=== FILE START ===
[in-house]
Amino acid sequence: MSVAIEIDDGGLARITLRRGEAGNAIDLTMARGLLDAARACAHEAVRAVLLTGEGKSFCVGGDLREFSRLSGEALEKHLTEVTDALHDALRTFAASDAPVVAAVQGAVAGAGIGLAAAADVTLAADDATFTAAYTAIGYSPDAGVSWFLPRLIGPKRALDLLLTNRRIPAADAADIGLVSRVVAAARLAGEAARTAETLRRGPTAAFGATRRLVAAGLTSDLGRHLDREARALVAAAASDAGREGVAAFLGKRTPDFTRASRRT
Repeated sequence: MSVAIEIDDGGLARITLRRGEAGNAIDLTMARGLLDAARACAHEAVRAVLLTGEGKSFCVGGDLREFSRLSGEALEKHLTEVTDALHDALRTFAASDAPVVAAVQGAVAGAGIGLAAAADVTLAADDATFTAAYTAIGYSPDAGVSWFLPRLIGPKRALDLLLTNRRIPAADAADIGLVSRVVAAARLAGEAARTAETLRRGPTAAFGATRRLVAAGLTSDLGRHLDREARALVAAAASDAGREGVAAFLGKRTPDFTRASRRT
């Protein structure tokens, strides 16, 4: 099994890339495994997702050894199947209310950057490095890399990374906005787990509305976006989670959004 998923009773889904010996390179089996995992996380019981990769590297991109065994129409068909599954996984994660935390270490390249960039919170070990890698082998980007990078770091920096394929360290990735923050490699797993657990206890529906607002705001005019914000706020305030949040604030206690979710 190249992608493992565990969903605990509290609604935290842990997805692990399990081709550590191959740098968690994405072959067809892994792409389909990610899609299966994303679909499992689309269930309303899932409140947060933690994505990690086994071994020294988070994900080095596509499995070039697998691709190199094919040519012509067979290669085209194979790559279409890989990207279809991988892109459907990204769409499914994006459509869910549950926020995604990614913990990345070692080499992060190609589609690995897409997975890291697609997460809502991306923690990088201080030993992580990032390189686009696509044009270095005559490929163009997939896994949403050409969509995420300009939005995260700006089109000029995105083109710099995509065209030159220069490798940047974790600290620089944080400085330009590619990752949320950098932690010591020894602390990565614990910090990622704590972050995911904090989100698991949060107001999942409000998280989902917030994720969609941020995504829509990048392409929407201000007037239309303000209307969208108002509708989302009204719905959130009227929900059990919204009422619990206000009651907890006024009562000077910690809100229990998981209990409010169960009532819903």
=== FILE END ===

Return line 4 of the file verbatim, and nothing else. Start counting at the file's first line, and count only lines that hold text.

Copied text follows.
């Protein structure tokens, strides 16, 4: 099994890339495994997702050894199947209310950057490095890399990374906005787990509305976006989670959004 998923009773889904010996390179089996995992996380019981990769590297991109065994129409068909599954996984994660935390270490390249960039919170070990890698082998980007990078770091920096394929360290990735923050490699797993657990206890529906607002705001005019914000706020305030949040604030206690979710 190249992608493992565990969903605990509290609604935290842990997805692990399990081709550590191959740098968690994405072959067809892994792409389909990610899609299966994303679909499992689309269930309303899932409140947060933690994505990690086994071994020294988070994900080095596509499995070039697998691709190199094919040519012509067979290669085209194979790559279409890989990207279809991988892109459907990204769409499914994006459509869910549950926020995604990614913990990345070692080499992060190609589609690995897409997975890291697609997460809502991306923690990088201080030993992580990032390189686009696509044009270095005559490929163009997939896994949403050409969509995420300009939005995260700006089109000029995105083109710099995509065209030159220069490798940047974790600290620089944080400085330009590619990752949320950098932690010591020894602390990565614990910090990622704590972050995911904090989100698991949060107001999942409000998280989902917030994720969609941020995504829509990048392409929407201000007037239309303000209307969208108002509708989302009204719905959130009227929900059990919204009422619990206000009651907890006024009562000077910690809100229990998981209990409010169960009532819903």